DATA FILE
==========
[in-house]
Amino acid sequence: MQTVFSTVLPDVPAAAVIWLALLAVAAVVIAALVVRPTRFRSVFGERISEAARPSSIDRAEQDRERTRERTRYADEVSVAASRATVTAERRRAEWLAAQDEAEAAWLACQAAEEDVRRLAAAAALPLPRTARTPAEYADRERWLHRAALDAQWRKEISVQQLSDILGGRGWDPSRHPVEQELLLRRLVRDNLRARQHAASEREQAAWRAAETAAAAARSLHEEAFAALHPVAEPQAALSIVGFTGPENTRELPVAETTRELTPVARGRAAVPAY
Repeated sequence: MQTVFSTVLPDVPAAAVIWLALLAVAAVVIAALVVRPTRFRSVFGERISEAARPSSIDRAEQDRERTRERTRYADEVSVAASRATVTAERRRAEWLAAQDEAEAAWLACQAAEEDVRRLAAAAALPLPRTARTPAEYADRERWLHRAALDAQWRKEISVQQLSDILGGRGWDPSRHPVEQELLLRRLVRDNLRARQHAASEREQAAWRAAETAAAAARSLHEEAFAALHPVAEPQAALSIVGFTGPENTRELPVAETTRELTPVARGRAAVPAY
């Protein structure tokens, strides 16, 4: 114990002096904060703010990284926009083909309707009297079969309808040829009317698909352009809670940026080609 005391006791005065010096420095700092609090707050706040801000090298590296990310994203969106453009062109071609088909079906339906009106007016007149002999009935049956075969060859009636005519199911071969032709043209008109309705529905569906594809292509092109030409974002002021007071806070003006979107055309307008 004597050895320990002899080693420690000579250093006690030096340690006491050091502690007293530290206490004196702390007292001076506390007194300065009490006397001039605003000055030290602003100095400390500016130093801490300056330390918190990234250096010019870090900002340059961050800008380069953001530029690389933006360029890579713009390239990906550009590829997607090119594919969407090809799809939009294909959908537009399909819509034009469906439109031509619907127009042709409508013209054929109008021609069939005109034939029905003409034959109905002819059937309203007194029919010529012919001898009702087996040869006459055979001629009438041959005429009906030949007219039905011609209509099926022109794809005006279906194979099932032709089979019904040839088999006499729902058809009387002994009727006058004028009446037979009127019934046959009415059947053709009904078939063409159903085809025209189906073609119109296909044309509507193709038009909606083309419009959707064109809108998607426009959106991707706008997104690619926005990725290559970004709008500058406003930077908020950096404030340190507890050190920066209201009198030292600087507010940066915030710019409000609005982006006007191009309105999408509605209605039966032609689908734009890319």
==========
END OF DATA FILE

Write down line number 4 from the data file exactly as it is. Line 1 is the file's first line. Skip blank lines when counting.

């Protein structure tokens, strides 16, 4: 114990002096904060703010990284926009083909309707009297079969309808040829009317698909352009809670940026080609 005391006791005065010096420095700092609090707050706040801000090298590296990310994203969106453009062109071609088909079906339906009106007016007149002999009935049956075969060859009636005519199911071969032709043209008109309705529905569906594809292509092109030409974002002021007071806070003006979107055309307008 004597050895320990002899080693420690000579250093006690030096340690006491050091502690007293530290206490004196702390007292001076506390007194300065009490006397001039605003000055030290602003100095400390500016130093801490300056330390918190990234250096010019870090900002340059961050800008380069953001530029690389933006360029890579713009390239990906550009590829997607090119594919969407090809799809939009294909959908537009399909819509034009469906439109031509619907127009042709409508013209054929109008021609069939005109034939029905003409034959109905002819059937309203007194029919010529012919001898009702087996040869006459055979001629009438041959005429009906030949007219039905011609209509099926022109794809005006279906194979099932032709089979019904040839088999006499729902058809009387002994009727006058004028009446037979009127019934046959009415059947053709009904078939063409159903085809025209189906073609119109296909044309509507193709038009909606083309419009959707064109809108998607426009959106991707706008997104690619926005990725290559970004709008500058406003930077908020950096404030340190507890050190920066209201009198030292600087507010940066915030710019409000609005982006006007191009309105999408509605209605039966032609689908734009890319």